Binzley on Catholic Science April 9, 2008Posted by Will Thomas in Uncategorized.
Tags: Ronald Binzley
Awhile ago I promised a look at Ronald Binzley’s recent Isis piece on the Albertus Magnus Guild, a mid-2oth century American Catholic science society. So I thought I better just go ahead and write it up. Basically, I like the piece in the same way I like a good magazine article: it does a great job of informing me about a topic I know nothing about. Indeed, Binzley makes a good case that no one knows much about his topic’s general area. Footnote 6 is the key, where he discusses the large amount of interest in the relationship between science and religion, and how, in the historical space in question, almost all the literature is on Protestantism. Plus I’m from a Catholic background myself, so there’s some automatic interest there.
So the piece is chewy and delicious, but is it nutritious? That question hinges on the way Binzley frames his inquiry. Basically, what does the article, a case study, tell us about Catholic science in America? According to Binzley, near the end of his article, not much: “The [AMG], though short lived, provides historians with an important case study for understanding the development of Catholic science education and the relationship between the American Catholic Church and the sciences….” Yet: “How representative the guild’s viewpoint truly was of Catholics working in the sciences during the mid-twentieth century is a question that we will be able to answer only with additional studies of the Catholic institutions and individuals involved with the sciences during this period.”
OK, so why is the case study “important” then? Well, there is an argument at work here. Binzley chooses to argue in terms of the traditional view of the Catholic Church as hostile to science: “At first glance, the character of science departments in twentieth-century American Catholic institutions of higher learning seems to conform to the conflict interpretation of Catholicism’s relationship to science…. [Next paragraph]: Despite this sociological consensus, I believe a careful consideration of the historical development of Catholic science departments will yield a more nuanced assessment.” I mentioned once before that the word “nuance” will often signal a nearby naive position. Binzley is very honest about this. Two paragraphs earlier: “The historiography on the relationship of the Catholic Church to the sciences has undergone substantial revision in the last several decades.” It is well known to anyone who has been paying attention that the Church has not been hostile to science. The piece mostly serves to extend this assessment to more recent periods (not just early modern Jesuit natural history and philosophy, or whatever).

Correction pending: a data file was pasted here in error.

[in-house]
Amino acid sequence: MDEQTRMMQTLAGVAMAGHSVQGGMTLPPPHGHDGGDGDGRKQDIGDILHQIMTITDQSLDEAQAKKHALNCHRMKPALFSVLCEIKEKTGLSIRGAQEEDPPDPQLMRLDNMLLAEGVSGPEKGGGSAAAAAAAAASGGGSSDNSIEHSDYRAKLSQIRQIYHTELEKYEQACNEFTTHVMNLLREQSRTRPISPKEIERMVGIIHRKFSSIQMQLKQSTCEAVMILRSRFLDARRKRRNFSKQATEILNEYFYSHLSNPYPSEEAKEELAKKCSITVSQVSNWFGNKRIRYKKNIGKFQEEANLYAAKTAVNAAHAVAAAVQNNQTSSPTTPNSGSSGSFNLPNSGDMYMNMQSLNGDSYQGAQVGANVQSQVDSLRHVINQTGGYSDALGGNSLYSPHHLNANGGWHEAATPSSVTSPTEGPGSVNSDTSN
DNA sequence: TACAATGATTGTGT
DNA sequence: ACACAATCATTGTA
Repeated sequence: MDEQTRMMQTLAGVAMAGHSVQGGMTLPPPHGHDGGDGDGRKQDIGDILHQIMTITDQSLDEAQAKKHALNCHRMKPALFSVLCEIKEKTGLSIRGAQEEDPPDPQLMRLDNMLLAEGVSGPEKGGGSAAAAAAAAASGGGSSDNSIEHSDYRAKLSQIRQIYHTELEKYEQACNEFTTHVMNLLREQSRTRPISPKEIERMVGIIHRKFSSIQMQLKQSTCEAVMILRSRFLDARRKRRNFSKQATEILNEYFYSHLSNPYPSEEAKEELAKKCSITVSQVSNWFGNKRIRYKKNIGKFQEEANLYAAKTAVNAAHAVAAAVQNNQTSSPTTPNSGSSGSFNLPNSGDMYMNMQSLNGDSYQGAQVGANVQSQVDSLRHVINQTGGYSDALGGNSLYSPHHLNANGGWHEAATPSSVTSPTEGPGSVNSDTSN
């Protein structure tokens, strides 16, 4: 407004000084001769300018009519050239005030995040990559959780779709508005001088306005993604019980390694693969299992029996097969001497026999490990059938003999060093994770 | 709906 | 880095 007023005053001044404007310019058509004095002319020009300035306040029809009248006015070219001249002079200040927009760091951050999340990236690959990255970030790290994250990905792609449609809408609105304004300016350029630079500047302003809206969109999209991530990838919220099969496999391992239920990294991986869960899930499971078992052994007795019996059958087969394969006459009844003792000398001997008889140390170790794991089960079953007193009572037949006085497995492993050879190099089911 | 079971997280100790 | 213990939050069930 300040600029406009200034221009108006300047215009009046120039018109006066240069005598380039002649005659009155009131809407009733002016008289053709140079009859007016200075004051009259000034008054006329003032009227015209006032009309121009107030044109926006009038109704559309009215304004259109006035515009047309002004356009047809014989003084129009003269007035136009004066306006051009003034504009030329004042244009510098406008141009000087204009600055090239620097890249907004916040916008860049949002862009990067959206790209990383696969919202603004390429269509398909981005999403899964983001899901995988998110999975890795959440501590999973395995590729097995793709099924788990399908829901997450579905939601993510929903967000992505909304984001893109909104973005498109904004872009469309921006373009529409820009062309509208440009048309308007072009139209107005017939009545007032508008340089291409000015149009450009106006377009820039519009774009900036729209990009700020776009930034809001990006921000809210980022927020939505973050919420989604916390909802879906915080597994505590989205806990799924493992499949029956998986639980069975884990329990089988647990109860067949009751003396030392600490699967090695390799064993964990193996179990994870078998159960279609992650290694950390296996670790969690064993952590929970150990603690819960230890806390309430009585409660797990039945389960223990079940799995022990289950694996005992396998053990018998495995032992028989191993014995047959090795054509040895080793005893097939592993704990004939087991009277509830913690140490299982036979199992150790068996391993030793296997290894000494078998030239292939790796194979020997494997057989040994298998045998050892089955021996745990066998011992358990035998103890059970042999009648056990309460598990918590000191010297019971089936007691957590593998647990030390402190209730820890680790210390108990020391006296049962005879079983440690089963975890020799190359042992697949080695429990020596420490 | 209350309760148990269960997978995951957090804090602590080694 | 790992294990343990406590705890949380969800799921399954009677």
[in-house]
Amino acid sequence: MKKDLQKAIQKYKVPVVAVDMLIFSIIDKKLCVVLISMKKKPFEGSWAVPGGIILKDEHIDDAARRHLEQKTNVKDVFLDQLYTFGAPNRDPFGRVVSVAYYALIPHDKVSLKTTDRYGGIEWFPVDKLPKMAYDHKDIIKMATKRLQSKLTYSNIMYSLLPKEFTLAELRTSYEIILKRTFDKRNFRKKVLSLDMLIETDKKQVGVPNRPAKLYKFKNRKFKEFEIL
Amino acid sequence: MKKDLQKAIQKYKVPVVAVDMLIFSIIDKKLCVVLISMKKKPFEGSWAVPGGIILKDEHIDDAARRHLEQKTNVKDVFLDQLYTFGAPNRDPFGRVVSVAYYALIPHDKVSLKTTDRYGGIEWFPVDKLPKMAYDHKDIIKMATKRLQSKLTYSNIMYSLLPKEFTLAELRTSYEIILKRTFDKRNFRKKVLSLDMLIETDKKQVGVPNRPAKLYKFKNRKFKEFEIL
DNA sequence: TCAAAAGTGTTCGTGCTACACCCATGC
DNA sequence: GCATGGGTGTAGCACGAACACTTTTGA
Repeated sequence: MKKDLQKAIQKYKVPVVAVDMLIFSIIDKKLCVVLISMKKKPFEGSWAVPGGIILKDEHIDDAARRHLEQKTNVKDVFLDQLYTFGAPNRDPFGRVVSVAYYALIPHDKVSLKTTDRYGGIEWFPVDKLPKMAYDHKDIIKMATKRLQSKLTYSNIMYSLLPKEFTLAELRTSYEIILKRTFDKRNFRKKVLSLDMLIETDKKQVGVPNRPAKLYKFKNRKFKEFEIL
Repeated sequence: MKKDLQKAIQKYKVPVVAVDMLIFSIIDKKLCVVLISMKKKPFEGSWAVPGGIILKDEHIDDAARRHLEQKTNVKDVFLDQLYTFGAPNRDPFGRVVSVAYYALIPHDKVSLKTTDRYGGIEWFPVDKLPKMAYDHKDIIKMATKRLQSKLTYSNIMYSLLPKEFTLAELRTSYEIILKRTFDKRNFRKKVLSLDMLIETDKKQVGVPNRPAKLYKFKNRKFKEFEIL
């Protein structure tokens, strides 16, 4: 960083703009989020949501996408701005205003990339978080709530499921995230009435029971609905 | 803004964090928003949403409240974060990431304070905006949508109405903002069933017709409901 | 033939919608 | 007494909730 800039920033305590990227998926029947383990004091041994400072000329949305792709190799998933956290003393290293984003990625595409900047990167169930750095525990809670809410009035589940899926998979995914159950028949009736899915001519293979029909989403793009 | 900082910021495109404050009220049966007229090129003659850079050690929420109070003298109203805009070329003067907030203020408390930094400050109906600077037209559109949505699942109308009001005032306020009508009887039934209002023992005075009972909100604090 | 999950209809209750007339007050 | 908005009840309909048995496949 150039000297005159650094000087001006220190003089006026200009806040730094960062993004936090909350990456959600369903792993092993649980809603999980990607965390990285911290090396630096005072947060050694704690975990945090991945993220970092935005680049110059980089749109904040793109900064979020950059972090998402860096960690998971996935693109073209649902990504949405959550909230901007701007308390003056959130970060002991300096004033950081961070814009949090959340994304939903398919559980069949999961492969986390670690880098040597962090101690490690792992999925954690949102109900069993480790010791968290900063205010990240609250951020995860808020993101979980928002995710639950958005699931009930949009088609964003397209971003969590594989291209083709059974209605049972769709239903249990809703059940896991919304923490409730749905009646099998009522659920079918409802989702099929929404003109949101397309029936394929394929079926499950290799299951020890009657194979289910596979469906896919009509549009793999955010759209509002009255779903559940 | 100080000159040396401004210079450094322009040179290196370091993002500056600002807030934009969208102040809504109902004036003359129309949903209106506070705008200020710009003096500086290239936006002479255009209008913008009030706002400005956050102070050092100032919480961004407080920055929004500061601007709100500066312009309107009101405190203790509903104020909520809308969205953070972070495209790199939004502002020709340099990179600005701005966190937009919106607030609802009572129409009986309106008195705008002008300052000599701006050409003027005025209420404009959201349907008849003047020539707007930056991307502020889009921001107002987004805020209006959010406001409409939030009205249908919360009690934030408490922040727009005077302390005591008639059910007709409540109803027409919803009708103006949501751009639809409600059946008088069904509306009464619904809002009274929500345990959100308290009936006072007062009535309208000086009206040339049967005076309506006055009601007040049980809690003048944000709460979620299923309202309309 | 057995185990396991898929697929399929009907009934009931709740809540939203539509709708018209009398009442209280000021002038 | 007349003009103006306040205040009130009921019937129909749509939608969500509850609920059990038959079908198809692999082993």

The issue of the economy of writing comes up. I have been told by wise men never to use the word “gap” when explicating the importance of my piece. Here: “It is my hope that this essay, beyond filling a gap in the literature, will help awaken more historians to the need for additional research on the interaction of American Catholicism and science during the twentieth century.” This, in my mind, is the crucial point in the defense of the piece’s formulation as a case study. However, if we are honest about our understanding of 20th century science, we’ll admit we have an ocean with islands, not a jigsaw puzzle with gaps. I mentioned we know nothing about 20th c. Catholic science, but we also know nothing about a lot of things.
Why study Catholic science, then? The piece presents itself as, while not really settling much in and of itself, being the pebble that sets off the avalanche. But the history of science field’s not big, and I don’t foresee a sudden explosion of interest in the topic. Therefore, it seems to me, if we’re going to write on the topic, we should try and set out some sort of scheme, however flawed, for saying something about the topic in a general sense. What are the most important set of concerns in the history of modern Catholic science, and how were these concerns typically answered? From this perspective the brief general discussion of Catholic science education on pp. 699-700 is by far the most interesting part of the piece for me.
So, basically, this all amounts to another thrown stone in my campaign against the case study. I think case studies play it too safe, that they hide from criticism by making narrow absolute claims, while attacking straw man naive positions to justify themselves. I don’t think we should be afraid to be a little sloppy in making broad claims–but I suspect that creating this kind of study means massive methodological changes. We would no longer be able to rely on one or two magic archival files to produce a quality piece of academic work. We would have to be more adventurous in assembling porous data from a wide variety of sources.